Django, psql & “permission denied” on migrate

I got this error:

psycopg2.ProgrammingError: permission denied for relation django_migrations

… when I wanted to do a “python migrate”. This post had the solution. In short: You have to change the owner of the tables to the one specified in the Django configuration.

This is how my script looks:

#!/usr/bin/env bash
echo "ALTER TABLE public.django_admin_log OWNER TO <new_owner>;" | psql -U <current_owner> <database>
# ...



Docker registry, S3 and permissions

There are a couple of bazillion blog posts saying “yah just did my docker registry on S3”.

It’s not so easy, though. Cause what if you want to limit access to a certain IAM user? Yup, you need to go deep (well, a bit) into the policy thing of Amazon. Which sounds simple, but isn’t.

I got “HTTP 500” errors from the docker registry when I first deployed. My configuration, which was wrong, looked like this:

"RegistryIAMUser" : {
  "Type" : "AWS::IAM::User"
"RegistryIAMUserAccessKey" : {
  "Type" : "AWS::IAM::AccessKey",
  "Properties" : { "UserName" : { "Ref" : "RegistryIAMUser" } }
"Bucket" : {
  "Type" : "AWS::S3::Bucket",
  "Properties" : { "BucketName" : "flypenguin.docker-registry" }

"RegistryPrivateAccess" : {
  "Type" : "AWS::S3::BucketPolicy",
  "Properties" : {
    "Bucket" : {"Ref":"Bucket"},
    "PolicyDocument": {
        "Action":[ "s3:*" ],
        "Resource":  { "Fn::Join" : ["", ["arn:aws:s3:::", { "Ref" : "Bucket" } , "/*" ]]},
        "Principal": {"AWS" : {"Fn::GetAtt":["RegistryIAMUser","Arn"]}}

Since this didn’t work really well, I googled my a** off and found a little post, which used a UserPolicy (instead of a bucket policy, which is basically the other way around), but did one thing different. My working configuration is now … (let’s see if you can see the difference):

[... same as above ...]

"UserPolicyRegistryPrivateAccess" : {
  "Type" : "AWS::IAM::Policy",
  "Properties" : {
    "PolicyName" : "AccessToDockerBucket",
    "Users" : [ {"Ref":"RegistryIAMUser"}],
    "PolicyDocument" : {
      "Version" : "2012-10-17",
      "Statement" : [{
        "Action":[ "s3:*" ],
        "Resource": [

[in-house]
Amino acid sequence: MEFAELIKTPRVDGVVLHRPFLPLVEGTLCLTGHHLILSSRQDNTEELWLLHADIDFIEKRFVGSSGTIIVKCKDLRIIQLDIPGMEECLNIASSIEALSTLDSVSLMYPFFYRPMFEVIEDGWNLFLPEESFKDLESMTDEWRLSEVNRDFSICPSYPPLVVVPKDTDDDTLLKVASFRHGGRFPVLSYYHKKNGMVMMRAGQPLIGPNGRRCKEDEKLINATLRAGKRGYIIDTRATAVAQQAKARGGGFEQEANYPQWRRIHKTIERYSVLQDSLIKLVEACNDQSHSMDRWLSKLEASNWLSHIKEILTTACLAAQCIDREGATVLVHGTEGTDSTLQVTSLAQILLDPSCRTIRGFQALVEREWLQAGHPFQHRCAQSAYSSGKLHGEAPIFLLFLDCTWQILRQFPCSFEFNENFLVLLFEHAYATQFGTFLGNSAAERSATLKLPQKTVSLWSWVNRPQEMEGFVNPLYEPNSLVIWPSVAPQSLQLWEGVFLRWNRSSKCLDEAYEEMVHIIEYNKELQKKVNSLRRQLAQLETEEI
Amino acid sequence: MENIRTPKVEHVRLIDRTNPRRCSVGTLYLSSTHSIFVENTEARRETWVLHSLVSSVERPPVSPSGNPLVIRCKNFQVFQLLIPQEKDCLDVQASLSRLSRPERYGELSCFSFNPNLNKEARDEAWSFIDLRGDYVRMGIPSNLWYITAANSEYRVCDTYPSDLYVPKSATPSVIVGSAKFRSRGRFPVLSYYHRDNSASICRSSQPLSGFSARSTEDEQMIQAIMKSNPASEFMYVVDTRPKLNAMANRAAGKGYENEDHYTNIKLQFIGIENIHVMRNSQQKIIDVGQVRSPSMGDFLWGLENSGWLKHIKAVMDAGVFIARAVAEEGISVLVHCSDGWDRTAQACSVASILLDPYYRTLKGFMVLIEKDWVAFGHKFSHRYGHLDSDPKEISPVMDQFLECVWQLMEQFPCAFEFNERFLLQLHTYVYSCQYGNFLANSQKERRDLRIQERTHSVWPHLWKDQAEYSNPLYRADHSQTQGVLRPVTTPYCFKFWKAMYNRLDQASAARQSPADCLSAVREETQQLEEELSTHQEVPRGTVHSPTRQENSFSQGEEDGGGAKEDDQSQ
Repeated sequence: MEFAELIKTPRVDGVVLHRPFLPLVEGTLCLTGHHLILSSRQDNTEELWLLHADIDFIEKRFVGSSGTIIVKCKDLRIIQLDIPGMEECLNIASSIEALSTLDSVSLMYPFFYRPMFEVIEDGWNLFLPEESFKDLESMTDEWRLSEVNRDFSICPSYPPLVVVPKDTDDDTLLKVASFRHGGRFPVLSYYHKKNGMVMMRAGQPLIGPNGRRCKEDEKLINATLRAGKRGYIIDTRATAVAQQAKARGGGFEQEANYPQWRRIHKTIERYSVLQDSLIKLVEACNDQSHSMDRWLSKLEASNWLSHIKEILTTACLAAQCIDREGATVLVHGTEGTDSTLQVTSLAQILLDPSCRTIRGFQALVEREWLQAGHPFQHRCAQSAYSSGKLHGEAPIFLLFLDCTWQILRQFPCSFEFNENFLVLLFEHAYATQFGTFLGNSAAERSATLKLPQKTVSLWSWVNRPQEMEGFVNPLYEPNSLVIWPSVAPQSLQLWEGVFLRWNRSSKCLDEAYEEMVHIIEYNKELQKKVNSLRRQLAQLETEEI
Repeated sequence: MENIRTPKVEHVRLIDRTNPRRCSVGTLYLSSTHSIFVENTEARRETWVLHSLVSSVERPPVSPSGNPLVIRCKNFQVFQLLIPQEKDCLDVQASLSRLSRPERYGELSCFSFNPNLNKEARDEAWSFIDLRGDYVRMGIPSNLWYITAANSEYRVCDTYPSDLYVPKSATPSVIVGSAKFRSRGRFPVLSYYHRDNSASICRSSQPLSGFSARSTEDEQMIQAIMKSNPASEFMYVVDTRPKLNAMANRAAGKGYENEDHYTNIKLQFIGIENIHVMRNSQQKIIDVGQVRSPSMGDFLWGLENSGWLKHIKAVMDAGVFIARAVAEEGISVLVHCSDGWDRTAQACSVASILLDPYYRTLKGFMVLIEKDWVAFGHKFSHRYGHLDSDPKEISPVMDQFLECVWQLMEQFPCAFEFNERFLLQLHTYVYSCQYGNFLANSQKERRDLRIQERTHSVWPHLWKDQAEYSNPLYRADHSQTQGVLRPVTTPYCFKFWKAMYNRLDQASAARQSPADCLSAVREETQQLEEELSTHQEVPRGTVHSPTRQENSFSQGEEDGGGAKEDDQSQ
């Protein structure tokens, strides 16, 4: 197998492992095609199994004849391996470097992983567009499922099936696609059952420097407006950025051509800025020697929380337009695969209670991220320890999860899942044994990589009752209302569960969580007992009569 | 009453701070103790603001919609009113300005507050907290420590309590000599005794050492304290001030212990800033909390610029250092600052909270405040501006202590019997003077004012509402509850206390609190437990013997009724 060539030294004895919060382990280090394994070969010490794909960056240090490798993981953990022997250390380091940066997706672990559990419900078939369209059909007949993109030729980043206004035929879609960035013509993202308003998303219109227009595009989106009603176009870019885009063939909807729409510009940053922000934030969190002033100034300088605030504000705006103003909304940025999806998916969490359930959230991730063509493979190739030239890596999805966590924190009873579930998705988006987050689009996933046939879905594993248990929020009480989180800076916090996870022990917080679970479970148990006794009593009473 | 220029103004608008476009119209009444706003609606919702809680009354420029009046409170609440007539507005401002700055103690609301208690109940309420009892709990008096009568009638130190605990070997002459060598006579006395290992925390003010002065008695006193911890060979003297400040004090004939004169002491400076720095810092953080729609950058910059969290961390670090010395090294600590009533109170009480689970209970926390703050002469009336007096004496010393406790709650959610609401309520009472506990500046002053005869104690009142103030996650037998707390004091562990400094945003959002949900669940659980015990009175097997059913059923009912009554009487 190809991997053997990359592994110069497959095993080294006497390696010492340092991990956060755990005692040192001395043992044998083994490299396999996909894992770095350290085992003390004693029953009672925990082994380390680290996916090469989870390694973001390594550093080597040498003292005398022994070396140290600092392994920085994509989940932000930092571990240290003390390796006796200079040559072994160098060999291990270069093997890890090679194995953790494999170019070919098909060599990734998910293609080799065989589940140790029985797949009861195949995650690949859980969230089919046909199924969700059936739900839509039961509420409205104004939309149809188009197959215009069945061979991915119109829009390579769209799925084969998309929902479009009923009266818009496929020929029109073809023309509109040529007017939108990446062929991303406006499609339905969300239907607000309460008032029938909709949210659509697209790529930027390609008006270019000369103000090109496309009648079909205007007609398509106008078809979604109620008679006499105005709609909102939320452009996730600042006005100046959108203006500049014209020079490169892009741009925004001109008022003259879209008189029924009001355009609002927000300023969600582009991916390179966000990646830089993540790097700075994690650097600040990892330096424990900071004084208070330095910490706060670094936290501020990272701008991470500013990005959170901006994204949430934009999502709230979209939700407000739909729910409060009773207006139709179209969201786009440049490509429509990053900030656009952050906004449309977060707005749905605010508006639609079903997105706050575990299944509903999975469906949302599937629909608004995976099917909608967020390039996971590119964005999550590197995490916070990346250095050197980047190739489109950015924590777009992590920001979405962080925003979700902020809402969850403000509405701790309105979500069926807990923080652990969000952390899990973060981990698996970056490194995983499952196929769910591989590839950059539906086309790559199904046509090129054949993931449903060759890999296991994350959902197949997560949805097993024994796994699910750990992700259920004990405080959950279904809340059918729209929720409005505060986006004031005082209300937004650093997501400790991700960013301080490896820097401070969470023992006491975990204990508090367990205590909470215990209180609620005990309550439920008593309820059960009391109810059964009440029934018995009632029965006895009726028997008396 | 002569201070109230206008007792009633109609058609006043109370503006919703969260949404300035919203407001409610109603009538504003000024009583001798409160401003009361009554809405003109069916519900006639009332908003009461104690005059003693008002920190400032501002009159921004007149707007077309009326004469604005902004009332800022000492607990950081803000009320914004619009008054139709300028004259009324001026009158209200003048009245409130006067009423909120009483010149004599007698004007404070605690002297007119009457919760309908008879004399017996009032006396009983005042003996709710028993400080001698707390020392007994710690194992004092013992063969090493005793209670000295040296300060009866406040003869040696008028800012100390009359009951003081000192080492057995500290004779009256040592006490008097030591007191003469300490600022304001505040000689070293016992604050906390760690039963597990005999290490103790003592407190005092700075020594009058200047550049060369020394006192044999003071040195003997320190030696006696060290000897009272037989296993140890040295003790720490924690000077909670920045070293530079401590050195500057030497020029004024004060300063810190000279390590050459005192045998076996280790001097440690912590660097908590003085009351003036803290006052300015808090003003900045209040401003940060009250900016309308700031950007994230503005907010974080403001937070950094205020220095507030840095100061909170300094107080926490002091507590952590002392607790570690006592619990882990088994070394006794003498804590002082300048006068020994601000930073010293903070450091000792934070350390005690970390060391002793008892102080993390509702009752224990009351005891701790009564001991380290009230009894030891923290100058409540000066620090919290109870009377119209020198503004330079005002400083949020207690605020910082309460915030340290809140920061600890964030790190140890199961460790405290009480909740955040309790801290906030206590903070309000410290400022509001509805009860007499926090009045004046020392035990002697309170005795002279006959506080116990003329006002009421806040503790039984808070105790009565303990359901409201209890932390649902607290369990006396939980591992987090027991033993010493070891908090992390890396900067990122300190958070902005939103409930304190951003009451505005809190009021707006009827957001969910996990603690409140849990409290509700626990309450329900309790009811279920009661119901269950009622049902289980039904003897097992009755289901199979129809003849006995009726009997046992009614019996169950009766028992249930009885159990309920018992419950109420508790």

{ "Fn::Join" : ["", ["arn:aws:s3:::", {"Ref":"Bucket"} , "/*" ]]},
          { "Fn::Join" : ["", ["arn:aws:s3:::", {"Ref":"Bucket"} ]]}

See it?

It’s the two resources now. You need not only “resource/*” as a target, you also need “resource” itself as a target. Which makes sense if you know it and think about it. If you don’t … it’s a bit annoying. And time-consuming.


The limits of puppetDB a.k.a. etcd with puppet

Okay. Maybe this is the completely wrong way to do this, but I found no other. Comments appreciated.


  • A DNS server cluster, meaning pacemaker managing an IP failover if one of them fails.
  • The cluster IP (the one switching over) should be the IP used for DNS lookups.


  • Hosts should automatically find ‘their’ DNS server using something. The DNS server should register itself somewhere so it is automatically set up during the first puppet run.

So far, so good. Unfortunately there are a few problems with it. My first approach was something like this:


# on every DNS server (*)
@@resolv_conf_entry { $my_cluster_ip :
    tag = $domain,

# on every other machine:
Resolv_conf_entry &lt;&lt;| tag == $domain |&gt;&gt;

Unfortunately this will lead to a “duplicate declaration” on the client side – because all of the clustered DNS servers will export this, and the cluster_ip is identical on the DNS server hosts.

The solution I came up with is etcd. A project from the girls and guys of CoreOS, which is basically a REST powered key-value store as trimmed down as possible, a binary about 3 MB, cluster-able, super-super-super simple to set up, and stand alone. The whole setup is like this:

  • etcd is installed on every puppet master
  • I wrote an etcd module(**) providing the methods etcd_set_value($etcd_url,$key_name,$key_value) and etcd_get_value($etcd_url,$key_name)
  • The $etcd_url is entered into hiera

Now, we can do the following:

# on each DNS server:
$etcd_url = hiera('etcd_url')
etcd_set_value( $etcd_url , &quot;/puppet/dns_server_for/${domain}&quot; , $my_cluster_ip )

# on each other server:
$etcd_url = hiera('etcd_url')
$dns_server = etcd_get_value( $etcd_url , &quot;/puppet/dns_server_for/${domain}&quot; )
resolv_conf_entry { $dns_server : }

Works beautifully.

Now go read the etcd docs and try to think of some other applications. etcd is a great tool (CoreOS is not too bad either, we’re evaluating it right now and are pretty amazed), and go use it. It is really much simpler than puppet.

(*) Note that resolv_conf_entry{} is just a placeholder and does not exist (unless you write it).

(**) I cannot – unfortunately – publish the module (yet), because the customer I wrote it for has not yet allowed me to.